Coale has been watching this case closely.

In an 8 to 1 ruling, with only Justice Clarence Thomas voting the other way, abortion providers can resume seeking to block the law as it progresses through lower court proceedings.

The court fight over the Texas law is focused on its unusual structure and whether it improperly limits how the law can be challenged in court. Texas lawmakers handed responsibility for enforcing the law to private citizens, rather than state officials.

The law authorizes lawsuits against clinics, doctors and anyone who "aids or abets" an abortion performed after cardiac activity is detected. That's usually around six weeks of pregnancy before some women even know they are pregnant.

"Which means that as a result of today's rulings, the civil penalties part of SB8, to $10,000 of ballot…that's still in place. That's the guts of the statute," Coale explained.

In a separate decision, the court dismissed a separate challenge from the Department of Justice.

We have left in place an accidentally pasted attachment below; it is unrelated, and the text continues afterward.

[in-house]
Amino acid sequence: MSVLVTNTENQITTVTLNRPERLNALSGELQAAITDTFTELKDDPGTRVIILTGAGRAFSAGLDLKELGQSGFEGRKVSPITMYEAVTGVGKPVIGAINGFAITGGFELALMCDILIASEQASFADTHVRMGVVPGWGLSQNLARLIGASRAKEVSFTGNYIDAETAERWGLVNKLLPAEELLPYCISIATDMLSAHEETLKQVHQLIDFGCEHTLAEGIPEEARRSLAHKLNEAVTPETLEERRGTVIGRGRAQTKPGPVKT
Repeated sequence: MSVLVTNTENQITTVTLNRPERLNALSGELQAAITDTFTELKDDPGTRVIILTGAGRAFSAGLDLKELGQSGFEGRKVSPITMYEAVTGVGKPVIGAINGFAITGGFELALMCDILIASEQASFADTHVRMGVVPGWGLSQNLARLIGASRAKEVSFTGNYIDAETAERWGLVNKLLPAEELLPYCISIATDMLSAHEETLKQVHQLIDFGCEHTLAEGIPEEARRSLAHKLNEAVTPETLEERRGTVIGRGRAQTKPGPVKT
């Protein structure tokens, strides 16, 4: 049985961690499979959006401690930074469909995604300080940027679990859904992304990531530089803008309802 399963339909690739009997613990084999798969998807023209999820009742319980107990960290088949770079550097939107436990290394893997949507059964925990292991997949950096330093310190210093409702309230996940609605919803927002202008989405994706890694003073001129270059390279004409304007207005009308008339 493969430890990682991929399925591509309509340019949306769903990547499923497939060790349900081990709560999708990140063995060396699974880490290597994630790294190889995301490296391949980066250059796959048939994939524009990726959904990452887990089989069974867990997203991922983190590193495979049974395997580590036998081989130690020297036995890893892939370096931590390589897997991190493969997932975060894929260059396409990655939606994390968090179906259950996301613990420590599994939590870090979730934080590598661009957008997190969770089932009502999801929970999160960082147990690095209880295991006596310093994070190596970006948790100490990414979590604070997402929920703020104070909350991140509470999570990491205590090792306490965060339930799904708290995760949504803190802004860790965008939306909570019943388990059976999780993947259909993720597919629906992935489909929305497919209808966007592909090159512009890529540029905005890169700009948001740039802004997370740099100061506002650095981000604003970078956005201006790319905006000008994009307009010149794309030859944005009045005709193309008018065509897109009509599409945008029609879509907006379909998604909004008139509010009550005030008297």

"We're excited to see that the Supreme Court actually practice judicial restraint in dismissing the Biden administration's lawsuit," said Kimberlyn Schwartz, with Texas Right to Life.

Schwartz said it’s alarming that the justices saw validity in the abortion provider's lawsuit.

"because again, it sues the Texas state health officials and agencies. But those individuals don't have standing to enforce this law. The Texas Heartbeat Act relies on private citizens to enforce this policy," Schwartz added. 

After the ruling, the ACLU hosted a media call with the plaintiff's in the case, including Whole Woman's Health, which operates two clinics in North Texas, and Planned Parenthood.